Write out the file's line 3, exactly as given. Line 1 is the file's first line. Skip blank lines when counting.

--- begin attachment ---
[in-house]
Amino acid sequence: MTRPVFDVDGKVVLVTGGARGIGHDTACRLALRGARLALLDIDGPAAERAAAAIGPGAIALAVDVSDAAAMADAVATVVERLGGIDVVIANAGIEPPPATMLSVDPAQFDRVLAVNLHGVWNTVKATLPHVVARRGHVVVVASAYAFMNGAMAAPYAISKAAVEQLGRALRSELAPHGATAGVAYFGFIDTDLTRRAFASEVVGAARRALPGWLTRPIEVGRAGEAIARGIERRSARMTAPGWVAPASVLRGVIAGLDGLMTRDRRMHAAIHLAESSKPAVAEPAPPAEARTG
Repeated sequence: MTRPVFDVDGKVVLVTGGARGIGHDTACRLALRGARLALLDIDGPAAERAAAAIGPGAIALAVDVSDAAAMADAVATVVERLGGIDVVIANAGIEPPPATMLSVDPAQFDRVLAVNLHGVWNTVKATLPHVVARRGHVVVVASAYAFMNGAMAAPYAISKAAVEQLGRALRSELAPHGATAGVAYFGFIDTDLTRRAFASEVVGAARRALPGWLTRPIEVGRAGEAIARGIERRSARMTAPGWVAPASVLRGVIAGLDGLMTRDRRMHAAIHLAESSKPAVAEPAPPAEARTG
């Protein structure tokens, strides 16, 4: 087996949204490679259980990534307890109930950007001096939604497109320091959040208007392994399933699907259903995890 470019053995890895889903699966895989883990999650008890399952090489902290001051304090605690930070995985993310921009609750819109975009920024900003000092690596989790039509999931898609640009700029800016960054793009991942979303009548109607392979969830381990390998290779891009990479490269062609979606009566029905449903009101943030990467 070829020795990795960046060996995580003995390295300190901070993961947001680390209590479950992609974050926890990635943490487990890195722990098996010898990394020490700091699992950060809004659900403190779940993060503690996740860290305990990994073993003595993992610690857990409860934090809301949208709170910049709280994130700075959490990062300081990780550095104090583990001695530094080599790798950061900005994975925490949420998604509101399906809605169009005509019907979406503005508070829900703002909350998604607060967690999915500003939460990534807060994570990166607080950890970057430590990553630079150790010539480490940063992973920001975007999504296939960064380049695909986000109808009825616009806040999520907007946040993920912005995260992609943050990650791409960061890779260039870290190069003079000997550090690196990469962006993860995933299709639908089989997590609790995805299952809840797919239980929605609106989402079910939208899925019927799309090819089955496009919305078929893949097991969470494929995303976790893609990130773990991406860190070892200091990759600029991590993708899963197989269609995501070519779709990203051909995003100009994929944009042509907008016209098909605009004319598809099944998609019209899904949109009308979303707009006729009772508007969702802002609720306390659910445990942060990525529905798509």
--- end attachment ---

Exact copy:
Repeated sequence: MTRPVFDVDGKVVLVTGGARGIGHDTACRLALRGARLALLDIDGPAAERAAAAIGPGAIALAVDVSDAAAMADAVATVVERLGGIDVVIANAGIEPPPATMLSVDPAQFDRVLAVNLHGVWNTVKATLPHVVARRGHVVVVASAYAFMNGAMAAPYAISKAAVEQLGRALRSELAPHGATAGVAYFGFIDTDLTRRAFASEVVGAARRALPGWLTRPIEVGRAGEAIARGIERRSARMTAPGWVAPASVLRGVIAGLDGLMTRDRRMHAAIHLAESSKPAVAEPAPPAEARTG